Eyesore to get new life

June 27th, 2015 1:20 am

First Posted: 3/29/2013

A downtown eyesore may soon be part of the revitalized Main Street in Pittston.

The former Milazzo Hardware Building, commonly called the Lizza Building after a previous owner, which was unoccupied and deteriorating for the past several years, is set to be secured, then renovated.

Plans include street-level retail or restaurant space and five spacious loft-style apartments on the upper floors.

Pittston Redevelopment Authority member Mike Lombardo, the city’s former mayor, walked through the building last week with a reporter and discussed the building’s future. The Pittston Redevelopment Authority, which currently owns the property, hopes to soon acquire an adjoining lot.

The first step, which began last week, is to clean out the building and stabilize the roof.

The building was acquired by the authority in 2011. The empty lot next to it was once a deteriorating building that had to be demolished. It has a $70,000 lien from the demolition and the authority is in the process of acquiring it. Lombardo hopes a building on the corner, owned by dentist Dr. Cataldo Alfano, could also be part of the renovation project.

“Our plan is to link all the properties,” Lombardo said.

Founded in 1943, the Milazzo family opened the largest hardware store in Pittston. The store was fully stocked with paint and carpentry supplies, with anything and everything for the handyman and housewife. The hardware store was a mainstay of the community, and remained open until 1970.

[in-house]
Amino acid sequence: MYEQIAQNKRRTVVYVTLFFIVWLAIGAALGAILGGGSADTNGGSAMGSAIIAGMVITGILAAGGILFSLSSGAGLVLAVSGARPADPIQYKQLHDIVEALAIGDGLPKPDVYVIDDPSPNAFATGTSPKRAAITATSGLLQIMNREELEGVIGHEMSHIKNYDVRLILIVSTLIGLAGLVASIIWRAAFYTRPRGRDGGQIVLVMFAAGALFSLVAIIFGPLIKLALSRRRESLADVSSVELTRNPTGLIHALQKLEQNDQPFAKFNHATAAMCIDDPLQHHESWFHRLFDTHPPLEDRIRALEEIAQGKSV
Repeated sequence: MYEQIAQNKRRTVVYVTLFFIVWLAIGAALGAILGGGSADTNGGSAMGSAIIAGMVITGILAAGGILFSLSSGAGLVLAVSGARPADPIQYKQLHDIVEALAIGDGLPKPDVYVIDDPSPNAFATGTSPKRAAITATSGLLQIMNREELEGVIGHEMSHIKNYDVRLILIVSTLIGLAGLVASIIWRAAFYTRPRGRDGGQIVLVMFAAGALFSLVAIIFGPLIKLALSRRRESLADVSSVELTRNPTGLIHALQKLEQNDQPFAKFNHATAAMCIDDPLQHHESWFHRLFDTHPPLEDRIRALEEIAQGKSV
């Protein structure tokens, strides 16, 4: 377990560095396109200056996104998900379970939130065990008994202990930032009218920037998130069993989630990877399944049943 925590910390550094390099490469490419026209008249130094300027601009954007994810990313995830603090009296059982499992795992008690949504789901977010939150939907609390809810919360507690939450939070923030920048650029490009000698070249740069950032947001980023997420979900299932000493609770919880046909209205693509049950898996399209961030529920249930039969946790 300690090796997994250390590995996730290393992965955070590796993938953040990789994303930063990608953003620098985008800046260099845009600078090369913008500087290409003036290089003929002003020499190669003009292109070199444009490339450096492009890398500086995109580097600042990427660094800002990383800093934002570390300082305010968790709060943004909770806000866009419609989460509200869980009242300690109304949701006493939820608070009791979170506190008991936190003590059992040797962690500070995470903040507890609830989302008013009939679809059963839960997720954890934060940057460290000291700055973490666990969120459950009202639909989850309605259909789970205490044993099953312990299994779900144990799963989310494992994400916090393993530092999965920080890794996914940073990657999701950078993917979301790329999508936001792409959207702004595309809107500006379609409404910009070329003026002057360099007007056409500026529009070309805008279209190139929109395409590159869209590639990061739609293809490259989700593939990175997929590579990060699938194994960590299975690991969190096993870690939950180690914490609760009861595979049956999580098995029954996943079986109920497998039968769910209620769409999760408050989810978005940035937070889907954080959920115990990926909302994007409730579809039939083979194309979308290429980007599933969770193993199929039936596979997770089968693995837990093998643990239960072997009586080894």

After the hardware store closed, it was home to a sandblasting company and a plumbing firm and a janitorial service.

The Milazzo family still owns the adjoining building which houses a pet-grooming company, Pawsitively Perfect Pet Salon. That build ing was recently remodeled and has higher-end apartments above it.

The authority is managing the initial phase of the project, but Lombardo said the authority doesn’t want to be the final developer.

“We’re hoping we can get it to a point where it’s stabilized and then it becomes more palatable for a private developer to come in and buy it from us and then finish up the project,” he said. “We’ve got to get it to zero first.”

The debris is mostly old furniture, shelves and fixtures.

There is $40,000 in funding to stabilize the building, Lombardo said. He hopes the project will also be able to use some of the $1 million recently awarded to the city from the state Local Share Account, which distributes money from casino revenue.

“It’s got some potential. It’s a good looking building,” Lombardo said, pointing out the painted-over granite and decorative brick treatment surrounding the window.

Lombardo said some developers have already looked at the building.

“The project is consistent with the revitalization strategy of the city,” he said.

The building will also be part of the next phase of city’s streetscaping project, which will improve the facades and sidewalks from Market Street to Columbus Avenue. That is planned for late 2013 into early 2014.

Two architectural firms, Quad 3 and Williams Kinsman Lewis Architecture, have donated designs for the project, Lombardo said. Lombardo works for Quad 3.

“The ultimate goal is downtown revitalization, increasing the tax base, removing blight and creating more downtown housing in which we use the funding to improve the neighborhoods,” Lombardo said. “It’s part of the big picture.”